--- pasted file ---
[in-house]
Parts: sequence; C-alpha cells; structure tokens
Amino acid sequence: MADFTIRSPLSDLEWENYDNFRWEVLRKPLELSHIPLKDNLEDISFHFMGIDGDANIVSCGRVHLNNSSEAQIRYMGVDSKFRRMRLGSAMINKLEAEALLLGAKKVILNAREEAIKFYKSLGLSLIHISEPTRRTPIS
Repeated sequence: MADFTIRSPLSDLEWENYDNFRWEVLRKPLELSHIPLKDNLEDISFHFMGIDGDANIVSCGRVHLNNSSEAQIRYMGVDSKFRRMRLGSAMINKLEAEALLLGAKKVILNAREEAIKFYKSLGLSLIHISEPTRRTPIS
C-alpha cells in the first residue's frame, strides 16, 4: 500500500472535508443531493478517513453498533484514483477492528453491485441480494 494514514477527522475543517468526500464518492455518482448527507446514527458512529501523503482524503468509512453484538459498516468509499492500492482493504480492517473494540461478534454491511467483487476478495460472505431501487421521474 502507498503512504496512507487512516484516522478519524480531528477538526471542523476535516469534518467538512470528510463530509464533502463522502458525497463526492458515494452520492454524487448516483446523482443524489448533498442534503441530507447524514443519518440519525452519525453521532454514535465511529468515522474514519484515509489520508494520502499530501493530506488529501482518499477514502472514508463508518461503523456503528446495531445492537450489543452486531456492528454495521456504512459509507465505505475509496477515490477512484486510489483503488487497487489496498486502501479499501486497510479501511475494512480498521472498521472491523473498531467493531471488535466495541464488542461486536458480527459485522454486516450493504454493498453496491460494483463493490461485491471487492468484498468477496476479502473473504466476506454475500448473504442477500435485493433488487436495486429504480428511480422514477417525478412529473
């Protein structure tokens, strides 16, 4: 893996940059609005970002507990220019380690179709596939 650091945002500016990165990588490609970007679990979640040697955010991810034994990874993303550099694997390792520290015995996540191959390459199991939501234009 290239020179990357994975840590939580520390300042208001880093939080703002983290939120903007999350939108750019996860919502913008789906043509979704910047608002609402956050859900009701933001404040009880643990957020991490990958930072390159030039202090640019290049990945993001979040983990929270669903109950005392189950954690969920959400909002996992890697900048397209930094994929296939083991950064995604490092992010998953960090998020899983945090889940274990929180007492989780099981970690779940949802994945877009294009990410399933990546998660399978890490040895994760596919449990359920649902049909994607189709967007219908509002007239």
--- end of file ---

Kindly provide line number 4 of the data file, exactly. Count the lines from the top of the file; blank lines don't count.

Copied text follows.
Repeated sequence: MADFTIRSPLSDLEWENYDNFRWEVLRKPLELSHIPLKDNLEDISFHFMGIDGDANIVSCGRVHLNNSSEAQIRYMGVDSKFRRMRLGSAMINKLEAEALLLGAKKVILNAREEAIKFYKSLGLSLIHISEPTRRTPIS